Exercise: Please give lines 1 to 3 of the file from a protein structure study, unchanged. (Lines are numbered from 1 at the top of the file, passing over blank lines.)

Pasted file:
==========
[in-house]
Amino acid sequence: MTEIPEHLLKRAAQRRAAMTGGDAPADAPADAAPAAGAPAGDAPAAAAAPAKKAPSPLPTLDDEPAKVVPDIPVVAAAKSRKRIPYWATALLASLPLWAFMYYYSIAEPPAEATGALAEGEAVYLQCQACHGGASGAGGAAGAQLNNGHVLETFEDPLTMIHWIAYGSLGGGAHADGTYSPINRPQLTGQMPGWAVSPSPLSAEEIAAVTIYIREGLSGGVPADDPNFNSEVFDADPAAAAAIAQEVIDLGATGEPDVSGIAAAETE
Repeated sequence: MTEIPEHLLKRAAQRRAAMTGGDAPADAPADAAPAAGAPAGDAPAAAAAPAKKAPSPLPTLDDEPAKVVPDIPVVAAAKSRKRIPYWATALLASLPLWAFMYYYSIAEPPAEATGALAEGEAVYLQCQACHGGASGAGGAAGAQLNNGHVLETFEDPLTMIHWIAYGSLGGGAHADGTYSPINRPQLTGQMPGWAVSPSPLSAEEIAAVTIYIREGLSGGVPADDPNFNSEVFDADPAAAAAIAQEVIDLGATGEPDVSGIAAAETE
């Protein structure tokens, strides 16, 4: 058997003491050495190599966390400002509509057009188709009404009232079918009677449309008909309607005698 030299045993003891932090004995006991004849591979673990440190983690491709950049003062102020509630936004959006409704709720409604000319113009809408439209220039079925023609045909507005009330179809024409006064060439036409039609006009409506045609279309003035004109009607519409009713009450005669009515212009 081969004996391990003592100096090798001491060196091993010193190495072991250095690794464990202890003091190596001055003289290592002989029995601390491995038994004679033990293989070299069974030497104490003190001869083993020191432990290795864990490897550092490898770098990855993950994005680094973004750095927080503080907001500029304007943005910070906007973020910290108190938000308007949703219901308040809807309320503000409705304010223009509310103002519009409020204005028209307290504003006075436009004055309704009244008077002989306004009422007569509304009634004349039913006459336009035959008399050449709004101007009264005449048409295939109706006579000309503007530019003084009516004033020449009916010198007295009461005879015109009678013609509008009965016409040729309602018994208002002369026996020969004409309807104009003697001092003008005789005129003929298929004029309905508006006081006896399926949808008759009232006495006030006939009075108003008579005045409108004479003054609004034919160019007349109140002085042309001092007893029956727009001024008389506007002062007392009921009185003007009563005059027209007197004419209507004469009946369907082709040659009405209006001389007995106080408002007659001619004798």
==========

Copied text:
[in-house]
Amino acid sequence: MTEIPEHLLKRAAQRRAAMTGGDAPADAPADAAPAAGAPAGDAPAAAAAPAKKAPSPLPTLDDEPAKVVPDIPVVAAAKSRKRIPYWATALLASLPLWAFMYYYSIAEPPAEATGALAEGEAVYLQCQACHGGASGAGGAAGAQLNNGHVLETFEDPLTMIHWIAYGSLGGGAHADGTYSPINRPQLTGQMPGWAVSPSPLSAEEIAAVTIYIREGLSGGVPADDPNFNSEVFDADPAAAAAIAQEVIDLGATGEPDVSGIAAAETE
Repeated sequence: MTEIPEHLLKRAAQRRAAMTGGDAPADAPADAAPAAGAPAGDAPAAAAAPAKKAPSPLPTLDDEPAKVVPDIPVVAAAKSRKRIPYWATALLASLPLWAFMYYYSIAEPPAEATGALAEGEAVYLQCQACHGGASGAGGAAGAQLNNGHVLETFEDPLTMIHWIAYGSLGGGAHADGTYSPINRPQLTGQMPGWAVSPSPLSAEEIAAVTIYIREGLSGGVPADDPNFNSEVFDADPAAAAAIAQEVIDLGATGEPDVSGIAAAETE